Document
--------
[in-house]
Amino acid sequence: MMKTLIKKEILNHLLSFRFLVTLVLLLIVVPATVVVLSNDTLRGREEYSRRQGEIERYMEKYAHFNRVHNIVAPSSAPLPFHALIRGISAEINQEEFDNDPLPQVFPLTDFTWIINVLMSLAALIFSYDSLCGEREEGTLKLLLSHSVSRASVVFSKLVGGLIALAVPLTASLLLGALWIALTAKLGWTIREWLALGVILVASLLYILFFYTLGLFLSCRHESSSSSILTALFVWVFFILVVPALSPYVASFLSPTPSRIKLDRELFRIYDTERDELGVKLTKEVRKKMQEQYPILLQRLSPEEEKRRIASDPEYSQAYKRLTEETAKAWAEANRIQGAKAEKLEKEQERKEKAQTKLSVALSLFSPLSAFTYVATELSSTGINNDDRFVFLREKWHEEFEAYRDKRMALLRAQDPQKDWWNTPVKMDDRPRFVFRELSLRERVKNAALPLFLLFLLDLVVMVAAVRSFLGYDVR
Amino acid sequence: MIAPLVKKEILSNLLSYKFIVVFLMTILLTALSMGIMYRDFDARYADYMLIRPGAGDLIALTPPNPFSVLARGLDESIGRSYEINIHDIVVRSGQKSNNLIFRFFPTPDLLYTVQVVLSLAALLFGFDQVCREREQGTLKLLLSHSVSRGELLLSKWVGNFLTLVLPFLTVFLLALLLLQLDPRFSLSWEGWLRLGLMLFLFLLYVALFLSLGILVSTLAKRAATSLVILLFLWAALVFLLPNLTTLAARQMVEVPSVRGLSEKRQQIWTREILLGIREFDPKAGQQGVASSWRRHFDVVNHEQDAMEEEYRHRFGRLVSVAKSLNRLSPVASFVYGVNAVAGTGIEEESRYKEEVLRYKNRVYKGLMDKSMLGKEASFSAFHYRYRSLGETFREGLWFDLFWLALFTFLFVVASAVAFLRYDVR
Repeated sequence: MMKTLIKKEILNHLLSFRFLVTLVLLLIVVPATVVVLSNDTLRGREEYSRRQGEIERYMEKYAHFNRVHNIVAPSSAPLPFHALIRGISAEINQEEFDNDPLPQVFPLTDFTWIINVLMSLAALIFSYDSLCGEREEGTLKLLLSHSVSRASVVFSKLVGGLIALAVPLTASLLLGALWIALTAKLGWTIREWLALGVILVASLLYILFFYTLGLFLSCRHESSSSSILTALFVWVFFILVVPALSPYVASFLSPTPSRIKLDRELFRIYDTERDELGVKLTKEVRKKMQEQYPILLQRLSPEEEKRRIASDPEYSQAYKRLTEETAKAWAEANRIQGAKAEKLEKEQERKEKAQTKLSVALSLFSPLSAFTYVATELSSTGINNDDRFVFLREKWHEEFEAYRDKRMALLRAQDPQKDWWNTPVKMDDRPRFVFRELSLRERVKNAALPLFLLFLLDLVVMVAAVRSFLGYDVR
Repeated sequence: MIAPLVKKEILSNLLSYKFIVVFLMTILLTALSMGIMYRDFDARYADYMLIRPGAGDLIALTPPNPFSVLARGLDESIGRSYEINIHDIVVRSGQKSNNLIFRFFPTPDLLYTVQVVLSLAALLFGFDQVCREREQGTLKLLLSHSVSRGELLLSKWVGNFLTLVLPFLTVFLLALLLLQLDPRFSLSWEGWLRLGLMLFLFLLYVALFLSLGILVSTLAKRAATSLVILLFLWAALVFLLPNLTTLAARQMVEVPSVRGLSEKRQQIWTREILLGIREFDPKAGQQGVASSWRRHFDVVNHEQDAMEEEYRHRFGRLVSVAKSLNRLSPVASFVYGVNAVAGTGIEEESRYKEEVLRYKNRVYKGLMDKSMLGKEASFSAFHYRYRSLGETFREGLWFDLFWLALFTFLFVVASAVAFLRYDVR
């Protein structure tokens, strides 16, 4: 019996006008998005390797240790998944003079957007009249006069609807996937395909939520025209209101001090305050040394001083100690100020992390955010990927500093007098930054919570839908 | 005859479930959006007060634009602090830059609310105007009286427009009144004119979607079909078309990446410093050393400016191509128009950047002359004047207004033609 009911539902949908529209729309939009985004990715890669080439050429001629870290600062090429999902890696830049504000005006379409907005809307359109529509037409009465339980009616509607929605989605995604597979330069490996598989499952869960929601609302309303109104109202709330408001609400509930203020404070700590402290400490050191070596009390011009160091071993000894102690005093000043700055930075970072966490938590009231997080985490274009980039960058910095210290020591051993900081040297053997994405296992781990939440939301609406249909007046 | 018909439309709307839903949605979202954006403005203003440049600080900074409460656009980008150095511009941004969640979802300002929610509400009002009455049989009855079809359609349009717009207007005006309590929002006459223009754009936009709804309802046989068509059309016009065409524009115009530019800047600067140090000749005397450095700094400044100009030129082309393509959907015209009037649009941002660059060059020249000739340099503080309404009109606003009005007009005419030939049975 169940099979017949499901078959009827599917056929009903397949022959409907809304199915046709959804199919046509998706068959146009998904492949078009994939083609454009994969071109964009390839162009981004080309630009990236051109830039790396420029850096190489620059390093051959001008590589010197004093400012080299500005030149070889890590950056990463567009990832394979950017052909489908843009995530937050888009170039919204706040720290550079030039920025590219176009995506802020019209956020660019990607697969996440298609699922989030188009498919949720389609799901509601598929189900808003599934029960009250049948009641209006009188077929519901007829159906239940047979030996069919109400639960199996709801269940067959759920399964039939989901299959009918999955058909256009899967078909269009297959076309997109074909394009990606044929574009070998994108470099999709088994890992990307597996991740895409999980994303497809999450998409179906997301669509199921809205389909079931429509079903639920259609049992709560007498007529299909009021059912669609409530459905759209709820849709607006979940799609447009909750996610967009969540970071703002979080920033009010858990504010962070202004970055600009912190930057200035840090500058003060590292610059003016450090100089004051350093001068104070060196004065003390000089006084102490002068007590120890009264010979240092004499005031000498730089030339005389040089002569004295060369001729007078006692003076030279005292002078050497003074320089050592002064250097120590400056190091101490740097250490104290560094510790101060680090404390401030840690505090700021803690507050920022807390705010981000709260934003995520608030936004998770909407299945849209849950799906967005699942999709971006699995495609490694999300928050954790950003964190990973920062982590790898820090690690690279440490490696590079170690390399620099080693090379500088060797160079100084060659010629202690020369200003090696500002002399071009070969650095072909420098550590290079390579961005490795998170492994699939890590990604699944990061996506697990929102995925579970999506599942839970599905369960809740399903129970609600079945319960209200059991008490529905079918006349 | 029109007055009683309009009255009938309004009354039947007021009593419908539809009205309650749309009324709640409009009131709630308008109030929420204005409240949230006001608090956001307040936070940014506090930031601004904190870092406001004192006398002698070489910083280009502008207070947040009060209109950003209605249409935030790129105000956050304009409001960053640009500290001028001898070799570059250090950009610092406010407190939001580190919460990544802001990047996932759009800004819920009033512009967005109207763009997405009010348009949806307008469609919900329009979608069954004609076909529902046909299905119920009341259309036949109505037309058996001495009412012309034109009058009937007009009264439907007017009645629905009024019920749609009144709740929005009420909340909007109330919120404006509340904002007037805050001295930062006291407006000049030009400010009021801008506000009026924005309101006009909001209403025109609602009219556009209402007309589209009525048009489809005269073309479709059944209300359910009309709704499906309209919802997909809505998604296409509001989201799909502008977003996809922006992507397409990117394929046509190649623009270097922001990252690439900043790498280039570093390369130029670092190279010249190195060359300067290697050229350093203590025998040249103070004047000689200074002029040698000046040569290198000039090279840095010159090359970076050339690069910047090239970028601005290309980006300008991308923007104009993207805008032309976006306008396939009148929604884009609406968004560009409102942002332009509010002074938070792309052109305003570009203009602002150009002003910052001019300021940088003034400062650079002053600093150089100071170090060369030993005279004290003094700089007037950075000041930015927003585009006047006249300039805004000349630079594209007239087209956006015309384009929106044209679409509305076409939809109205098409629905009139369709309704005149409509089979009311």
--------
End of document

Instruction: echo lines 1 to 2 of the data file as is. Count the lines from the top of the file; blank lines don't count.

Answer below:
[in-house]
Amino acid sequence: MMKTLIKKEILNHLLSFRFLVTLVLLLIVVPATVVVLSNDTLRGREEYSRRQGEIERYMEKYAHFNRVHNIVAPSSAPLPFHALIRGISAEINQEEFDNDPLPQVFPLTDFTWIINVLMSLAALIFSYDSLCGEREEGTLKLLLSHSVSRASVVFSKLVGGLIALAVPLTASLLLGALWIALTAKLGWTIREWLALGVILVASLLYILFFYTLGLFLSCRHESSSSSILTALFVWVFFILVVPALSPYVASFLSPTPSRIKLDRELFRIYDTERDELGVKLTKEVRKKMQEQYPILLQRLSPEEEKRRIASDPEYSQAYKRLTEETAKAWAEANRIQGAKAEKLEKEQERKEKAQTKLSVALSLFSPLSAFTYVATELSSTGINNDDRFVFLREKWHEEFEAYRDKRMALLRAQDPQKDWWNTPVKMDDRPRFVFRELSLRERVKNAALPLFLLFLLDLVVMVAAVRSFLGYDVR